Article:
Two executives of Samsung’s biopharmaceutical unit have been arrested on suspicion of destroying evidence to cover up an alleged Won4.5tn ($3.9bn) accounting fraud, renewing questions about governance at South Korea’s biggest conglomerate.
The Seoul Central District Prosecutors’ Office on Monday arrested an executive and another employee at Samsung Bioepis, the biosimilar unit of Samsung Group, for falsifying and destroying evidence and violating the country’s audit law.
A judge at the court said they had to be arrested for their “suspected crimes and concerns of destroying evidence”.
The duo are the first Samsung employees to be arrested after prosecutors launched a probe into the case late last year. The country’s financial watchdog had already ruled that Samsung Biologics violated accounting rules by intentionally inflating the value of affiliate Samsung Bioepis.
The investigation has cast doubt over the long-term growth strategy of Samsung as the group is struggling to find new growth drivers beyond semiconductors and smartphones. Samsung has been trying to expand into biopharmaceuticals and healthcare in recent years.
According to prosecutors, the two employees arrested are suspected of destroying key accounting records and internal documents ahead of the investigation by financial regulators and prosecutors. They are also accused of manipulating accounting data before submitting the data to regulators.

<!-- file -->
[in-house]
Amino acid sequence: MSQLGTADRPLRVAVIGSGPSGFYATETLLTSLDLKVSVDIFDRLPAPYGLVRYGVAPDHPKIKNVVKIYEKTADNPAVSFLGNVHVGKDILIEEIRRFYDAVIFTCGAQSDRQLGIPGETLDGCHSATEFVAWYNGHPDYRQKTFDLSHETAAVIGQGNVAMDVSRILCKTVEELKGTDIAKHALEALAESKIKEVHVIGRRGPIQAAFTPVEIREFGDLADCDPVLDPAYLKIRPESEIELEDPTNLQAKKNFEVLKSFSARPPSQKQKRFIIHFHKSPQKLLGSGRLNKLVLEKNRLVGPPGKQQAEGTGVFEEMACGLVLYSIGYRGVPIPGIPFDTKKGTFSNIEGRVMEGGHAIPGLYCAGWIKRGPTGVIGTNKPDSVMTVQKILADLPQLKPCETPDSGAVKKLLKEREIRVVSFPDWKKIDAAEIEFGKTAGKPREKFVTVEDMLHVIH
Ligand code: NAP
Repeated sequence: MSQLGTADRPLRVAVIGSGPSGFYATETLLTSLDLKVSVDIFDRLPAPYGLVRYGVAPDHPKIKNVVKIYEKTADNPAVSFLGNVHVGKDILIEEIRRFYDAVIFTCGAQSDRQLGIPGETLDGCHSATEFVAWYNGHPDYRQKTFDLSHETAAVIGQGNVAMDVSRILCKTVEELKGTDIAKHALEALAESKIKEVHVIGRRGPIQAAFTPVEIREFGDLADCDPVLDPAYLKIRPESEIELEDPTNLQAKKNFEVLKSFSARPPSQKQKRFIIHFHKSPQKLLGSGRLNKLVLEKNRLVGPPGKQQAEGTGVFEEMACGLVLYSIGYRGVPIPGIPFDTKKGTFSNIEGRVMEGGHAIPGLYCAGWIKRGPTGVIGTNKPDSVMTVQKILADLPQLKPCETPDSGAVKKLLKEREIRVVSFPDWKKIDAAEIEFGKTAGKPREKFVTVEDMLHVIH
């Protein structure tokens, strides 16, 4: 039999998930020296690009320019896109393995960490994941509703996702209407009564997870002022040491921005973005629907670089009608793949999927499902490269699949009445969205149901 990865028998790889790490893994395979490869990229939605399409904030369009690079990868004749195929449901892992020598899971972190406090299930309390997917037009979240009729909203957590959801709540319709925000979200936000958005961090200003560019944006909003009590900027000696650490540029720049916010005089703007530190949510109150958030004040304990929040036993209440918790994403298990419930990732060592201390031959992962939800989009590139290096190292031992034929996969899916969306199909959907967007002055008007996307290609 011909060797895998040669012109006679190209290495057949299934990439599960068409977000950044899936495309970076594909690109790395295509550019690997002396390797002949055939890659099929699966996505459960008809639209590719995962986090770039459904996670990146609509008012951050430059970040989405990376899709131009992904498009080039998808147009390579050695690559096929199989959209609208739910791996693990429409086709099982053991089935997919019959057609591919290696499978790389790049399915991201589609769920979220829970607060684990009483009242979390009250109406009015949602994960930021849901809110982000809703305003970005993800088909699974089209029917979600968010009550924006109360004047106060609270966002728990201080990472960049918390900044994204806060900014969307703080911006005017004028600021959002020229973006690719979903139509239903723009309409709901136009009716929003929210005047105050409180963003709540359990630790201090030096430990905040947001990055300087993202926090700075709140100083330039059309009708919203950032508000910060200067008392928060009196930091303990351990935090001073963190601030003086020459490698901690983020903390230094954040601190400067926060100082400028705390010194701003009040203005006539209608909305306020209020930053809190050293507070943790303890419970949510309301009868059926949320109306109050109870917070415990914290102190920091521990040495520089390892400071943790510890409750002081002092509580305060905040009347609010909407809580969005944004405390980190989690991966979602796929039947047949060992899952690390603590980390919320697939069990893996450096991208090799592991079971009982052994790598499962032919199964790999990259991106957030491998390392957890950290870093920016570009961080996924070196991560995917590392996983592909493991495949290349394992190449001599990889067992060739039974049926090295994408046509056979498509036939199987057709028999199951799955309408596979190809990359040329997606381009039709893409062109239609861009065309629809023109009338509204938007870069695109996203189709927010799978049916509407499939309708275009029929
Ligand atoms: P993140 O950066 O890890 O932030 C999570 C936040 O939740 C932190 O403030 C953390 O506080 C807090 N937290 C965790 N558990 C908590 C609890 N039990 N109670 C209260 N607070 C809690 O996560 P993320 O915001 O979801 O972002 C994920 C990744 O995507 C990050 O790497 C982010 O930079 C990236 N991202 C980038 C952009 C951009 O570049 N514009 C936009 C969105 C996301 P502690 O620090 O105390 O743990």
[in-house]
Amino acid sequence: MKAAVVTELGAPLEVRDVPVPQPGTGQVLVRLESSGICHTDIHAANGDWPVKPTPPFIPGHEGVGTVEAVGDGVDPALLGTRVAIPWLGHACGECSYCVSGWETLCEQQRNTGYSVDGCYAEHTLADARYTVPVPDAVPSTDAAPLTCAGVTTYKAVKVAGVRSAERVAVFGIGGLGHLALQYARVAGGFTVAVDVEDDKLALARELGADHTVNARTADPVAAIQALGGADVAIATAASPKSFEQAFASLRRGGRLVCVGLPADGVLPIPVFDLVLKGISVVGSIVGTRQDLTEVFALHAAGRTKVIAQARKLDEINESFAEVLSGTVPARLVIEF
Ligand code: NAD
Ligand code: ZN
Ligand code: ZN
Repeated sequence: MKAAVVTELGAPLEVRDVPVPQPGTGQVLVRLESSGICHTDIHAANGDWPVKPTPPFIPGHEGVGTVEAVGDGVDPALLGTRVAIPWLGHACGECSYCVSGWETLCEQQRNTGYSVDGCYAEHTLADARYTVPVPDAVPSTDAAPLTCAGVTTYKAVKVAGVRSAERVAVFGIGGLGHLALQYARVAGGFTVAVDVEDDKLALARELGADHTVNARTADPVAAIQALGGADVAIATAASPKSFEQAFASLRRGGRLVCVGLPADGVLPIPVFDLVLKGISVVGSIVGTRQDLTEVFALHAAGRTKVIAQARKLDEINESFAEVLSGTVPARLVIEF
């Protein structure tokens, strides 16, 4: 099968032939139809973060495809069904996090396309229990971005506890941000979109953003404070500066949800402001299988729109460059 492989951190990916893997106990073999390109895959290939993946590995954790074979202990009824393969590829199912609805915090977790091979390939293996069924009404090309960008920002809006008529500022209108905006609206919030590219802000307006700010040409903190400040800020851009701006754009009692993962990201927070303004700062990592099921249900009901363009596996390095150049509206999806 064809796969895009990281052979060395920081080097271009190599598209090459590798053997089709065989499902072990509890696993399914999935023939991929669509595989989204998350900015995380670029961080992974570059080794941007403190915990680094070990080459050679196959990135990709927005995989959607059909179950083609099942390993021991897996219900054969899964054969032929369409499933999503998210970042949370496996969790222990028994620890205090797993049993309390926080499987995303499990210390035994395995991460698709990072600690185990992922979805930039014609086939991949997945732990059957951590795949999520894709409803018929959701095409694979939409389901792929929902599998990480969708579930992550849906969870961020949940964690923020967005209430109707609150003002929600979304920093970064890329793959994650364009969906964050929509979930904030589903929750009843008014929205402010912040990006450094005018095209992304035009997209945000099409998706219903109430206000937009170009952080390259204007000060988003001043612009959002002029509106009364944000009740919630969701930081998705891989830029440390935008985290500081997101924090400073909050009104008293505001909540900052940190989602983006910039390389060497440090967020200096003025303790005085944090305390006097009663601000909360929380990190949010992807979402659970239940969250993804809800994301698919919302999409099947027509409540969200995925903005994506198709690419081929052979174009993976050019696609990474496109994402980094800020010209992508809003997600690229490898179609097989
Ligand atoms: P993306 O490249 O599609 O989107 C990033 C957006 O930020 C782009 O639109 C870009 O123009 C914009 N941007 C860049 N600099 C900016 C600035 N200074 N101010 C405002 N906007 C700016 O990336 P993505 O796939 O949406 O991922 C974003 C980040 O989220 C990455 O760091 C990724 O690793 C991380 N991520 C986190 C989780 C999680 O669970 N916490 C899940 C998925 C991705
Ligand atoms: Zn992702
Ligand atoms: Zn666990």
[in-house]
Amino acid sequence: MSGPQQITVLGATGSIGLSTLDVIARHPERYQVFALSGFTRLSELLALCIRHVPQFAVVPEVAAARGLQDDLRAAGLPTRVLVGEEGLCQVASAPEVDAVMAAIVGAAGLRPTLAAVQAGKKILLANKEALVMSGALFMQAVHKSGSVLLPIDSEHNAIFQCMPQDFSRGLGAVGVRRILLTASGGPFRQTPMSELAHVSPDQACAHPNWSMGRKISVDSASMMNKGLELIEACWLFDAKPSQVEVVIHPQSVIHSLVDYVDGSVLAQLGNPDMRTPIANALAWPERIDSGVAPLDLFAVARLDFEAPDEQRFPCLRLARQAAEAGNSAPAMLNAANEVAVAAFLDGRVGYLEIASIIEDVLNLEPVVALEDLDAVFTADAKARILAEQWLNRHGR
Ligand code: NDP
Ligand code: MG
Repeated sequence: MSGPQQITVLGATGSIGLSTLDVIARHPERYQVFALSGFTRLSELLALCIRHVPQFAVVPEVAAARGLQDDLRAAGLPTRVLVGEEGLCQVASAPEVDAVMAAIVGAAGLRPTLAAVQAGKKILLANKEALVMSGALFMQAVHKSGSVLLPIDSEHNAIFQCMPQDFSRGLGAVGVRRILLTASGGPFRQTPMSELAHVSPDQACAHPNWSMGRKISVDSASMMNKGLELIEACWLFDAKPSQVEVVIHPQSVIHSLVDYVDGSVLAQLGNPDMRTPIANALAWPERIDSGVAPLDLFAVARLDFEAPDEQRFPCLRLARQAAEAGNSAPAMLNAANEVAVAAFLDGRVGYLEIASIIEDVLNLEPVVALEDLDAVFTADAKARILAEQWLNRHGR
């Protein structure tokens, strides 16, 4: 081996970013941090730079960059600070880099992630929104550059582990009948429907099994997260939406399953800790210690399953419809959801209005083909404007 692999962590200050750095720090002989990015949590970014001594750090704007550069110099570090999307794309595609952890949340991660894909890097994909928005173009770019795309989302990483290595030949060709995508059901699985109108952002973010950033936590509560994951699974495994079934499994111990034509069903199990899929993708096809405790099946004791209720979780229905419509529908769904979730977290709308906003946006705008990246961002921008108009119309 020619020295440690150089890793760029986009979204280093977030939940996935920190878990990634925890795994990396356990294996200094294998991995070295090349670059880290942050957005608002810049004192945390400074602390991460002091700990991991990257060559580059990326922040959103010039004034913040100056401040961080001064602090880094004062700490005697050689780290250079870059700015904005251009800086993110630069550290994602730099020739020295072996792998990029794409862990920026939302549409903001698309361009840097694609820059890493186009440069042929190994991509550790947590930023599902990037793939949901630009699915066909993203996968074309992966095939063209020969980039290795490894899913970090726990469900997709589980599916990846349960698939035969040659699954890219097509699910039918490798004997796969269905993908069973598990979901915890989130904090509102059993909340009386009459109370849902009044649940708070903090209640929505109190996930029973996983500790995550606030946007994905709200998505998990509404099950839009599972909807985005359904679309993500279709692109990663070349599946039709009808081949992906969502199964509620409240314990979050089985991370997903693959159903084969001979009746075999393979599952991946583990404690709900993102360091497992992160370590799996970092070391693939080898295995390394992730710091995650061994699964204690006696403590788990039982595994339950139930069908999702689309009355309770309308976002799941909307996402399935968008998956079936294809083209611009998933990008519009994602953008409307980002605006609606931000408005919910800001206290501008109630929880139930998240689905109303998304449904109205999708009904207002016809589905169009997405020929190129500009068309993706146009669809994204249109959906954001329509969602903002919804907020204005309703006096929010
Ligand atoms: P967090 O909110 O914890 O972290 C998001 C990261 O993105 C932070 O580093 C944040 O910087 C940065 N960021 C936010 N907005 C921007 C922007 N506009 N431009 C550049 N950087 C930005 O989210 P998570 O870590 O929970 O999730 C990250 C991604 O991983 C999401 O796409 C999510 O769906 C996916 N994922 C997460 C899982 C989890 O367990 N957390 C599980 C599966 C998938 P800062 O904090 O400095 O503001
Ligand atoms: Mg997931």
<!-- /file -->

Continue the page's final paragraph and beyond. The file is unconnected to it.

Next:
The two employees have admitted that they destroyed the evidence on their own but prosecutors are looking into whether there was an order from their superiors or whether the group’s now-disbanded strategic office orchestrated the process, according to state-run Yonhap News.
South Korea’s Securities and Futures Commission, the country’s market regulator, said in November that Samsung Biologics violated financial rules by changing the way it accounted for its 94.6 per cent stake in Samsung Bioepis, which is a joint venture with US drugmaker Biogen.
Samsung Biologics boosted the value of its stake in the joint venture by changing its accounting methods in 2015 to recognise Bioepis’s market value instead of book value, the commission said. As a result, the company’s valuation of Samsung Bioepis jumped 18 times to nearly $4.5bn.
Biosimilars are similar to biologic drugs that have already been approved for use, but are no longer under patent protection.
Samsung Biologics avoided delisting but its shares were temporarily suspended in November over the accounting fraud. Samsung Biologics said it followed international accounting standards and filed an administrative lawsuit against the regulator’s decision.
Officials at Samsung Biologics and Bioepis were not immediately available for comment on Monday.
Accusations of tampering evidence are likely to further dent the corporate image of Samsung after it grappled with allegations of corruption and union sabotage last year. The group’s billionaire heir, Lee Jae-yong, is serving a suspended sentence for bribery with a final appeal at South Korea’s supreme court expected in coming months.
Yonhap News said prosecutors were likely to look into any link between the accounting fraud and the group’s controversial merger of two group units in 2015, which was aimed at cementing Mr Lee’s control.